Easing the fear of parenthood | SummitDaily.com
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Easing the fear of parenthood

Summit Daily/Reid Williams Melinda and Billy Krasowski were part of a pilot program for first-time parents before the birth of their daughter, Chloe. The family joined other parents from the class in a reunion Wednesday at Rainbow Park in Silverthorne.
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SILVERTHORNE – Being a mom is a scary thing, especially when you don’t have family and friends nearby to help. One day, it’s just you and your partner. The next day, you have a baby, only days old, to feed and nurture.But Nurse-Family Partnership eases transitions for first-time parents with annual incomes of $25,000 or less.The program, which started three years ago in Summit County, works with 50 families in Summit and 50 others in Clear Creek, Gilpin and Lake counties.

Wednesday, the organization held a barbecue to celebrate the first group of parents that completed the program, in which nurses meet with parents an average of once a week from pregnancy until their children turned 2.”I didn’t have any family around or friends who had been pregnant. I just didn’t have a clue,” said Melinda Krasowski, whose family lives in New Mexico and Chicago. “It just let me know that I was doing everything all right. It made me feel confident in what I was doing as a mom,” she said. “I had someone to call any time I had questions or was having a hard time. (My daughter) Chloe had respiratory virus when she was 18 months old, and Amy (the nurse) calmed me down and gave me advice.”The program, which encourages prenatal care, personal development and the involvement of fathers, is based upon more than 20 years of research on nurse home visitation for first-time parents by Dr. David Olds at the University of Colorado. Research showed a decrease in child abuse and neglect, substance abuse in the children, better personal development including professional and educational development in mothers, and a healthier pregnancy and birth, said Courtney Thomas, nurse consultant with Invest in Kids, the nonprofit, umbrella organization that supports Nurse-Family Partnership.Tobacco settlement money funds the program, which has served about 3,000 women statewide in four years, Thomas said.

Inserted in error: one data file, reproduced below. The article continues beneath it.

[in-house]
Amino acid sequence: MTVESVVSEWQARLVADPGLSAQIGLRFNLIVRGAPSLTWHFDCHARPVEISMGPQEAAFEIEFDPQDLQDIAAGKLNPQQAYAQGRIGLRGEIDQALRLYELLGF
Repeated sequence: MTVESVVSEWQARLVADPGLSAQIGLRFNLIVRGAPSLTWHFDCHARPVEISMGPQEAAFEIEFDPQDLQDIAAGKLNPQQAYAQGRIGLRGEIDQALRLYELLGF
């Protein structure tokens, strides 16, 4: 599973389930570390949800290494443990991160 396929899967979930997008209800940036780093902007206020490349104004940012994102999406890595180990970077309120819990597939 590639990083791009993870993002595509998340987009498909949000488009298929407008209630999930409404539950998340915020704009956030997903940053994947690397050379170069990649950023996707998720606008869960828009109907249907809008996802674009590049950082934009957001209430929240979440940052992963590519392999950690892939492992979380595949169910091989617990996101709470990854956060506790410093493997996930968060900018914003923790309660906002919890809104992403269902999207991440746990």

“We focus on clients’ strengths and hook them up with resources,” said Amy Wineland, nurse supervisor and home visitor. “We help them work on any goals – whatever their heart desires, whether it be breast feeding, getting their GED or going back to school.”I believe every first-time mother struggles and has questions, and we provide information to help guide them to be the best parents they can be. It’s scary to become a parent, and I think our program eases those fears. Our clients are better parents because they get an education in what’s available and how to stimulate their children’s development.”Damaris Lopez learned how to teach and discipline her child and how to plan for the future. Her scariest moment came when her baby’s soft spot sunk, which can be a sign of dehydration, but a nurse took her and her baby to the hospital and found out everything was OK.”It would be very difficult without the program,” Lopez said through translator and nurse Sandi Schuessler. “I could never imagine how it would be with a child (before the program helped me).”Each client receives individualized support, depending on her needs.



“There are so many ways you can raise a child,” Schuessler said. “Just watching the different temperaments of the mom and the temperaments of the child and how they make it work is amazing.”Nurses supported Raul and Maria Ramirez when their son was born nine weeks premature. They taught the couple to use oxygen equipment and deal with feeding problems. At the barbecue Wednesday, their son, Jonathan, ran around the playground smiling.”It was a good thing to be in the program,” Ramirez said, “because now I’m having my second baby coming up and I don’t have any worries.”Kimberly Nicoletti can be reached at (970) 668-3998, ext. 245, or at knicoletti@summitdaily.com.


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